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Total War Saga: Troy’s battles feel a tad dry, but its mythology is fascinating

The Bronze Age, it turns out, is not an easy period to turn into a historically accurate, highly detailed video game like Total War. But it does sound fascinating. There are huge gaps in important places, unusual changes to how armies are proportioned, and the small matter of Homer’s Iliad sprinkling myth and magic over everything.

Playing it, I think there’s room for a little more of the mythical stuff – but talking to Total War Saga: Troy’s game director Maya Georgieva and senior game designer Milcho Vasilev, I’m also confident there’s a good deal more to come.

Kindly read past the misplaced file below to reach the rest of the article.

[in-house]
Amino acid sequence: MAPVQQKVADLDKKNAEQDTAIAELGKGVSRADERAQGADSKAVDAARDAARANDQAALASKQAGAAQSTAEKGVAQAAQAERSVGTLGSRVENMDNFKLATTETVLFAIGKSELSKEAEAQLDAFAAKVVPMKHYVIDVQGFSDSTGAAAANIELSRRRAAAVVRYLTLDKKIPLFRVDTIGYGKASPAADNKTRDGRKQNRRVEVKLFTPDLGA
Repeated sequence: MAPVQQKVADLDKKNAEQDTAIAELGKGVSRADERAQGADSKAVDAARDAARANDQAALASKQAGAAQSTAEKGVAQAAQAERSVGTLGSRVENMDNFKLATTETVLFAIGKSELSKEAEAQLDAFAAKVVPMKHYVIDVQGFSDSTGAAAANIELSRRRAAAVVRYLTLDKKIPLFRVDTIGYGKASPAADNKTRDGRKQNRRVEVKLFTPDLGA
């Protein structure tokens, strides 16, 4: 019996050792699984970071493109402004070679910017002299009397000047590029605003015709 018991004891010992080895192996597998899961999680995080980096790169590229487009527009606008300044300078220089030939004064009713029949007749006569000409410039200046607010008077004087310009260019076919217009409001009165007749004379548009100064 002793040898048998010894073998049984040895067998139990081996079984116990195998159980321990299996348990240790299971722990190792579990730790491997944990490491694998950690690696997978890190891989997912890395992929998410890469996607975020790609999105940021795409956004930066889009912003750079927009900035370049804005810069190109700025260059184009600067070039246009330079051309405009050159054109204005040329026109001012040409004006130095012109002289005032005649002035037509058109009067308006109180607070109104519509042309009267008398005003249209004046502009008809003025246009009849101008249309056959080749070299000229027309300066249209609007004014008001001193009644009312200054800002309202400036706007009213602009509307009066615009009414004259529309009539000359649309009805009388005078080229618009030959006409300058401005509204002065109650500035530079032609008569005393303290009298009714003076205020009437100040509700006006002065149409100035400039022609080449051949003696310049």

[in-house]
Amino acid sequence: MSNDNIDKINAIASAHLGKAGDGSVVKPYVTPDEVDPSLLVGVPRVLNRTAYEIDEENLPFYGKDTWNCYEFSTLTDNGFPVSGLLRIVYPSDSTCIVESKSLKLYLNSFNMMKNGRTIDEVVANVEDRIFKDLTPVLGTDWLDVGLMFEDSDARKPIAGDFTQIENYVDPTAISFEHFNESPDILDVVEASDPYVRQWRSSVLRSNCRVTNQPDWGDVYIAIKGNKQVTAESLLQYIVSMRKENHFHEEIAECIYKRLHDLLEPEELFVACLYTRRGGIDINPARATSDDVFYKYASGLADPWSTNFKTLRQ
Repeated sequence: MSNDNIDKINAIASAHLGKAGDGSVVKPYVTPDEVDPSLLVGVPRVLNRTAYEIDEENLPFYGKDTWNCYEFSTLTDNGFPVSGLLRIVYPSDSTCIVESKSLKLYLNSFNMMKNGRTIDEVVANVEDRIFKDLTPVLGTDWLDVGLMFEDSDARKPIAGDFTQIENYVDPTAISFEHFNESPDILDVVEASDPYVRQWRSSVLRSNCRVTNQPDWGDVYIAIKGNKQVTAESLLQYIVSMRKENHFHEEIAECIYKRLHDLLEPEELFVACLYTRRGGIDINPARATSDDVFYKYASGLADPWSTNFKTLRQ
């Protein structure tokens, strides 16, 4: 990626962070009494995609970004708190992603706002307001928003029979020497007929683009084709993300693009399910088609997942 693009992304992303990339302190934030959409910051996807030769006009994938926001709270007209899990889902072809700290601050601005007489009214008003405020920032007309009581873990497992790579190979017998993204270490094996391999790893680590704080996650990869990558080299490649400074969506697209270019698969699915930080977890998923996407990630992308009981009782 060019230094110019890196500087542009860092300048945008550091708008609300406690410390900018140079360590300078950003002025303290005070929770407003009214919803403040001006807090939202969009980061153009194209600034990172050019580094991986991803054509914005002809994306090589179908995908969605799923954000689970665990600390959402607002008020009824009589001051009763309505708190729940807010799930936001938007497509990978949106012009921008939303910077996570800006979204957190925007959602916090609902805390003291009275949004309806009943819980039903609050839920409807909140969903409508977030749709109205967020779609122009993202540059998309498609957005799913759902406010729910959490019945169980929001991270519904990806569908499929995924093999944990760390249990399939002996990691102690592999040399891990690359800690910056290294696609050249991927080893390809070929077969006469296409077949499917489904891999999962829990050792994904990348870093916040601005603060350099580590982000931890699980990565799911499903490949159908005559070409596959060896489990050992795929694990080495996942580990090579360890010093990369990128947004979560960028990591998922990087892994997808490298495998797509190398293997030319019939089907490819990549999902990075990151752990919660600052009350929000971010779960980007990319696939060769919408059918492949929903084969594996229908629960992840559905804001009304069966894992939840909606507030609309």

“We wanted to take a direction that has not been taken by any Total War before,” Georgieva told me, “this period of history, which is ancient history, the Bronze Age… I mean no Total War has gone there before us, and there’s a good reason for that! It’s not been missed by accident, it’s really tough for a Total War game to go into this era because the sources that we need to make an on-par experience with the titles that you love are missing, or are scarce in that period.

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